Dec’s family moved around Maryland and Virginia quite a bit, but dance class and competitions continued in spite of long commutes to one dance studio or another. In eighth grade, Dec dropped sports to focus on ballet. She then attended Houston Ballet’s summer intensive and got a glimpse of what a professional career would require. Her progress stopped short, however, when her high school refused to waive its after-school athletic requirements.

It cost her a year of ballet study before she found her way back to the studio. When she returned, she felt she’d fallen behind the other students. “I still feel that way,” she confesses. However, she pushed herself to catch up, and in the process developed a work ethic that has led to one breakthrough after another. 

Dec was 15 when seeing “Rubies” cemented her desire for a professional career. She enrolled in The Washington School of Ballet, a longtime dream of hers. When she suddenly sprouted to 5' 9" in her junior year, she worried whether ballet was still an option. A friend recommended that she study at Pacific Northwest Ballet, which was known for hiring tall dancers.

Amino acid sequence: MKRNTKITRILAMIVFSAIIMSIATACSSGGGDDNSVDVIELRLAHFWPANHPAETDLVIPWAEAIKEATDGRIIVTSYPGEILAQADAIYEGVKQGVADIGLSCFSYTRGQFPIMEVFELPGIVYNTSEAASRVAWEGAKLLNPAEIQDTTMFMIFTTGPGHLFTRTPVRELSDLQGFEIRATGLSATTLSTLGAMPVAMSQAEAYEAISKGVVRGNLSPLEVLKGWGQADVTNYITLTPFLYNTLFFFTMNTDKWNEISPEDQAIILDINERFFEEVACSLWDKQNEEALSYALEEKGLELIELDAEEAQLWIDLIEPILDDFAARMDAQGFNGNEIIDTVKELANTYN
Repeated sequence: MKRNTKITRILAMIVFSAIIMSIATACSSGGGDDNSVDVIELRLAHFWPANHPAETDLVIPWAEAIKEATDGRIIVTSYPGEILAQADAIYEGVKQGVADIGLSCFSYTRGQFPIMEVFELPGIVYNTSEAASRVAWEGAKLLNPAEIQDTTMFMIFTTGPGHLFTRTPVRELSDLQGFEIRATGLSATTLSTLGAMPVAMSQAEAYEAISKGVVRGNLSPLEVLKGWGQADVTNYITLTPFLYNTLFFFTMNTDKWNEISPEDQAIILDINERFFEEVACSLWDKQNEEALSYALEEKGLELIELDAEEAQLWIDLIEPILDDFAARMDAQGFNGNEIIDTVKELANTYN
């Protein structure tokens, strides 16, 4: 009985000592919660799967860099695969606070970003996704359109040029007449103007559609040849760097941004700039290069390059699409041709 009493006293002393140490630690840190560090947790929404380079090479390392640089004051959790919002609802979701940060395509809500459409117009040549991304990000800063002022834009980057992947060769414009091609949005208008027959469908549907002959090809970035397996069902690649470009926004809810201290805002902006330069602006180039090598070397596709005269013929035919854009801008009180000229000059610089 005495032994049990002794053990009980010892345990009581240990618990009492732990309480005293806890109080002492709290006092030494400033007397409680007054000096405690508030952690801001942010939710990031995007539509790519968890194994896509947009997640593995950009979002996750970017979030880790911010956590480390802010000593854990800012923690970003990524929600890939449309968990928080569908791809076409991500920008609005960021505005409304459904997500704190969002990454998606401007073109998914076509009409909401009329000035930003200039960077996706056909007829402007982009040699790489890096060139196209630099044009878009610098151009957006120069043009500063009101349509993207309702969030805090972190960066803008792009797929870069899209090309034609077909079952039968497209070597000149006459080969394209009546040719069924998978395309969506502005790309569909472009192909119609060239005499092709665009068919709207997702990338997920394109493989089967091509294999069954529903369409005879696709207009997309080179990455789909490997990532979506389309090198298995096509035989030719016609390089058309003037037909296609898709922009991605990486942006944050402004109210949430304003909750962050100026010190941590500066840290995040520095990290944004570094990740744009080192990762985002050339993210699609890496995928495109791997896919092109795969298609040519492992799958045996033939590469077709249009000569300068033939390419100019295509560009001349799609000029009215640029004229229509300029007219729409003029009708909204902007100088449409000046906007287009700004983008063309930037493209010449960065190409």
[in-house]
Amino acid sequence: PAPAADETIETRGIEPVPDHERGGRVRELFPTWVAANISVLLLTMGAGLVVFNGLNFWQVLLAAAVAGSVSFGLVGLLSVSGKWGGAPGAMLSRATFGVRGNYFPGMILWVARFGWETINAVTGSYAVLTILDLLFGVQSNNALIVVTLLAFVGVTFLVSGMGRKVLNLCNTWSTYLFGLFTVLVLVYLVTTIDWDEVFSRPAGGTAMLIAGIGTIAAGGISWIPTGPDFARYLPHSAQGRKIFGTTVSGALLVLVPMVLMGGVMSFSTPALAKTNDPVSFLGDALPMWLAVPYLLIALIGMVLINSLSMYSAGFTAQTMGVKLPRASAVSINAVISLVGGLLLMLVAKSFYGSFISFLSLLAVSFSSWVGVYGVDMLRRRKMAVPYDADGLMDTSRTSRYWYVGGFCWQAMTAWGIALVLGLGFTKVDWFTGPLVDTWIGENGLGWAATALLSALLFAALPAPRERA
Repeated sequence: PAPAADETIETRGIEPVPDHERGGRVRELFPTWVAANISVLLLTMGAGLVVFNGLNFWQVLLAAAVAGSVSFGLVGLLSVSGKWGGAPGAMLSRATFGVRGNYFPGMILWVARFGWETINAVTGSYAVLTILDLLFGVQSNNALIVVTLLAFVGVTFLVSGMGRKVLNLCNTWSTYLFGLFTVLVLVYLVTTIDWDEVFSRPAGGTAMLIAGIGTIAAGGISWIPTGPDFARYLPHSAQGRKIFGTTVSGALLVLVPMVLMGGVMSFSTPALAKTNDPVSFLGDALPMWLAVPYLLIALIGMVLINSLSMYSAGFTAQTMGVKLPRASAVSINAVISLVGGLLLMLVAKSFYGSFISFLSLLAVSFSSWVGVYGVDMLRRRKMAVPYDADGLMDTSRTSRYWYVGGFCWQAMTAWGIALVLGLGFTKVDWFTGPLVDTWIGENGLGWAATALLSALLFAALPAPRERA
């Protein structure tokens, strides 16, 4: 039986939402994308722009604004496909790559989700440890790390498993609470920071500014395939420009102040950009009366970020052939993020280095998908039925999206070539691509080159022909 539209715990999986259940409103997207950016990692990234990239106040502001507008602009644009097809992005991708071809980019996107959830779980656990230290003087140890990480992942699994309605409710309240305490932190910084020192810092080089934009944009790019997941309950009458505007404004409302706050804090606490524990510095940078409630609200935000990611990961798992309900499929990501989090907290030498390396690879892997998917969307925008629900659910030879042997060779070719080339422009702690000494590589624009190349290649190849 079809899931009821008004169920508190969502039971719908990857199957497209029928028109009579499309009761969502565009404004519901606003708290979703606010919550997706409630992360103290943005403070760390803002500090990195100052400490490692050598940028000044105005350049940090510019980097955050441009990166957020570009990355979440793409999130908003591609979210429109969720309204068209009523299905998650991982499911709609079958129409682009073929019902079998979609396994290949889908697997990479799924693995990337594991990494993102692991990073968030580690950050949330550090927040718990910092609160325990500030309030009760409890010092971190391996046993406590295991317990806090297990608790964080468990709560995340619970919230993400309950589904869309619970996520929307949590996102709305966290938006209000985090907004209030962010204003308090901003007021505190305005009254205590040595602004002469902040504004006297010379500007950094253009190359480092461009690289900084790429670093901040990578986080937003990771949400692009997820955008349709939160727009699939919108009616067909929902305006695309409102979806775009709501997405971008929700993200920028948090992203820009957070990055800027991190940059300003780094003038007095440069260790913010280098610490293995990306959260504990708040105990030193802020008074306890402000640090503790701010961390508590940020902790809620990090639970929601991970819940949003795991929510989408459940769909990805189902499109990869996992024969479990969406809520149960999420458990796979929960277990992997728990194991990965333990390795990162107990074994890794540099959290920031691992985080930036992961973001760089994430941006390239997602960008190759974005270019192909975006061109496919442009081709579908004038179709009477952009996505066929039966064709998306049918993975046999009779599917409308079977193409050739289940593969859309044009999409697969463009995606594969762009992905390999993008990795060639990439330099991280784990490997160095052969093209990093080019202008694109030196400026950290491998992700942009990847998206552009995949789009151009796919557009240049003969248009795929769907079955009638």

Dec followed through, and was accepted to their summer program. Despite certain technical weaknesses like modest turnout, Dec was offered a spot in PNB’s professional division when she graduated from high school. She had also won a scholarship to New York University, but decided to defer and see how her efforts in the professional division went. In 2001, PNB hired her as an apprentice; the next year she made it into the corps. PNB’s then co-artistic director Francia Russell recommended Dec spend time in front of a mirror looking for lines that would compensate for her lack of turnout. Dec still follows that  advice to this day—it’s one of the secrets of her success.